German minister speaks out against EU's possible protective tariffs on Chinese EVs

BERLIN, Sept. 25 (Xinhua) -- The German Transport Minister on Monday spoke out against protective tariffs that could be imposed by the European Union (EU) on Chinese electric vehicles (EVs).

"In principle, I don't think much of erecting market barriers," Volker Wissing told Augsburger Allgemeine newspaper. "Today, cars are being sealed off, tomorrow it's chemical products, and each individual step in itself makes the world poorer," he said.

"We have to make sure we produce our electric vehicles competitively - for Germany and for world markets," Wissing said. A trade war, on the other hand, could quickly spread to other sectors and cause massive economic damage, the German politician warned.

For the German car industry, for which China is the largest customer, the measures would be a threat, according to experts. "There is a very great risk ... We need cooperation with China, not a trade war," said Ferdinand Dudenhoeffer, director of the CAR Center Automotive Research Duisburg.

More than one in three of the Germany's biggest carmaker Volkswagen's vehicles delivered in August went to customers in China, according to the company.

With a value of 6.3 billion euros (6.68 billion U.S. dollars), motor vehicles and parts were Germany's top selling product by value in China in the first quarter, according to official figures.

If Europe's largest economy were to decouple from China economically, its gross domestic product (GDP) would drop by 2 percent. This would result in annual losses of 57 billion euros, according to a recent study on behalf of the Foundation for Family Businesses.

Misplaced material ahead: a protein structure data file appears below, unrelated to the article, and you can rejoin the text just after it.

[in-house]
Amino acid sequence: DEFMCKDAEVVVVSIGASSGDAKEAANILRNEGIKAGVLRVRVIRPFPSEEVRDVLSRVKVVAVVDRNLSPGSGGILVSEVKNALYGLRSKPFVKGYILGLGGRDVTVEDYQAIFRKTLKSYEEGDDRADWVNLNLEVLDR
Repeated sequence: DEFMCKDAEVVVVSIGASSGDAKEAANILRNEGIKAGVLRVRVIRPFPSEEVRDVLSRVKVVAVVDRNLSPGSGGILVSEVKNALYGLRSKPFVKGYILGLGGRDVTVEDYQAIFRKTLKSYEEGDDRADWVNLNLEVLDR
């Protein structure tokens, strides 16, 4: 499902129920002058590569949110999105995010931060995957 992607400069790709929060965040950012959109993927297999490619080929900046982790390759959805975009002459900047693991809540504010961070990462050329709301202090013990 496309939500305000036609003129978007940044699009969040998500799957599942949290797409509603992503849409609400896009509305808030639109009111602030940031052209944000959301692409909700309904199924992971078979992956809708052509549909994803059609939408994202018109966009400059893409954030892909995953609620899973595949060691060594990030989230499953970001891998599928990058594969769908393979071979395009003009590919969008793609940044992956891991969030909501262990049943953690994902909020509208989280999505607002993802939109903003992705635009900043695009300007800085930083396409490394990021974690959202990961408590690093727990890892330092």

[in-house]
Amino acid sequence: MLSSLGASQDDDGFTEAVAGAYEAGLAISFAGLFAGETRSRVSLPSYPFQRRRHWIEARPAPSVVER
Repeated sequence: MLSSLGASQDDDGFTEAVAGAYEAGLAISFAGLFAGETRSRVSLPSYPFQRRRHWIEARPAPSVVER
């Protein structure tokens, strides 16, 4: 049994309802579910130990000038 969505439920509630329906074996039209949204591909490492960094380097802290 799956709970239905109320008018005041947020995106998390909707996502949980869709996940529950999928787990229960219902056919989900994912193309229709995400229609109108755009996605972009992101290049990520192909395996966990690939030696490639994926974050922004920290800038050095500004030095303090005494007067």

China and the EU have a broad space for cooperation and common interests in the automotive industry, a spokesperson with China's Ministry of Commerce said earlier this month, adding that after years of development, they have formed a pattern of mutual support.

As part of its "In China for China" campaign, Volkswagen recently strengthened its commitment to the country by acquiring a 4.99 percent stake in the Chinese EV startup XPeng. Meanwhile, the group's brand Audi further expanded its cooperation with its Chinese joint venture partner SAIC.

Other carmakers, such as Geely and Daimler, are also cooperating closely with each other. With this in mind, Wissing said, "Only international trade in global markets creates wealth gains." (1 euro = 1.06 U.S. dollars)

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